Bellini, Vincenzo vēnchān´tsō bĕl-lē´nē [key], 1801–35, Italian opera composer. He acquired his musical training from his grandfather and father, and began composing religious and secular music in his childhood. His first opera, Adelson e Salvini, was successfully performed in 1825. His most celebrated works are the operas La Sonnambula and Norma (both 1831). In their profusely melodic style they exemplify the bel canto tradition of the 18th cent., and their roles demand great virtuosity of the singers. Bellini's last opera, I Puritani (1835), was influenced by the dramatic style of French grand opera. Unlike that of his immediate predecessors, Rossini and Donizetti, his operatic output was small. It was characterized by careful composition, great attention to the relationship between words and music, and an originality of harmony that gave rise to his music's sensual, ecstatic quality. He greatly influenced the work of Verdi.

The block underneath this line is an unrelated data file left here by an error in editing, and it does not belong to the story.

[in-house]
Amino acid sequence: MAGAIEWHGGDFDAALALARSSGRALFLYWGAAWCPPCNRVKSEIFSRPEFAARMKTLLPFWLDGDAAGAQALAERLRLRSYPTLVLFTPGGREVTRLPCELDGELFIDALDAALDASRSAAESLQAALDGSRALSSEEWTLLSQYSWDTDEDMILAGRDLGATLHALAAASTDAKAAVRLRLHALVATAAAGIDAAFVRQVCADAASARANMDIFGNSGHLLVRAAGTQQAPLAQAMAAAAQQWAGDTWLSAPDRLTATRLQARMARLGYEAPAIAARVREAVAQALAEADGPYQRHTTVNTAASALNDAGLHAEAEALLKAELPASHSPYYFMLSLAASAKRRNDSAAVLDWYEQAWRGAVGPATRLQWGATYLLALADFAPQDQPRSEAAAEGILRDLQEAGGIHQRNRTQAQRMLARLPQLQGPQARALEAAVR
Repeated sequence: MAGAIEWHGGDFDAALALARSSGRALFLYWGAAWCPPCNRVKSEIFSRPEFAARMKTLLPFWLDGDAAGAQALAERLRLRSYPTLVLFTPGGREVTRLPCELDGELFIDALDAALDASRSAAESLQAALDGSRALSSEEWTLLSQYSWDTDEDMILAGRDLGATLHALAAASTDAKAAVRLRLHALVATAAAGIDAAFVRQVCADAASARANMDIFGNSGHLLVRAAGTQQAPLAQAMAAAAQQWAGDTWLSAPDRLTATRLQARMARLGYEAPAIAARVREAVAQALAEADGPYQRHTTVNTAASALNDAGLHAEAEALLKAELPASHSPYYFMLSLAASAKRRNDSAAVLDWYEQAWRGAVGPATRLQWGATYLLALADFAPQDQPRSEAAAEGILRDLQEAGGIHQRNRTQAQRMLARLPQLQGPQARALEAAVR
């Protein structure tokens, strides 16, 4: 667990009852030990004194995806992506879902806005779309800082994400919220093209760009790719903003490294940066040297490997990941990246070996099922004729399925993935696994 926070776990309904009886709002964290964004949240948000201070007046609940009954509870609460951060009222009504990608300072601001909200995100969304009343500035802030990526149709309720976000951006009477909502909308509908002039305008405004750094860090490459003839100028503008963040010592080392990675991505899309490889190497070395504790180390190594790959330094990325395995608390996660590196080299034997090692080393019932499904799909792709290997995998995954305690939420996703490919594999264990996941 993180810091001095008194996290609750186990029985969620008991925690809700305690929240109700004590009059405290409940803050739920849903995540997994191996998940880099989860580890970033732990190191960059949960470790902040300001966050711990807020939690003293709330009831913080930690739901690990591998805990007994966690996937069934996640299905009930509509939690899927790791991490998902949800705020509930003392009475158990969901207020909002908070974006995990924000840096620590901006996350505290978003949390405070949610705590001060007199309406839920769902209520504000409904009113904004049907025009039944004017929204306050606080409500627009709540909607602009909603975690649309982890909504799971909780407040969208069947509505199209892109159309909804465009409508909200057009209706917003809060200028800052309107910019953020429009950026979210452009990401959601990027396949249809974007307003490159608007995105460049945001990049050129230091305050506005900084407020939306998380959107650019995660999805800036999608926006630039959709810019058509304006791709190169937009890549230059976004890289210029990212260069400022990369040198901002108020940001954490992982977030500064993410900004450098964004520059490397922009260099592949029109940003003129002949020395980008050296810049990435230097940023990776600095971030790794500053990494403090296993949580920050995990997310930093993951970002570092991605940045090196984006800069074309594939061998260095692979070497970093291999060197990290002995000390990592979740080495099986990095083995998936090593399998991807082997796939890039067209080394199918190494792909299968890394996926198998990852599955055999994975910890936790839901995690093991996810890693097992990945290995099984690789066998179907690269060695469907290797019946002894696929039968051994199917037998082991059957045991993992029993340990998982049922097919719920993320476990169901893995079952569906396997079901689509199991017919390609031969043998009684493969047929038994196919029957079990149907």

See study by H. Weinstock (1971).
The Columbia Electronic Encyclopedia, 6th ed. Copyright © 2012, Columbia University Press. All rights reserved.
See more Encyclopedia articles on: Music: History, Composers, and Performers: Biographies
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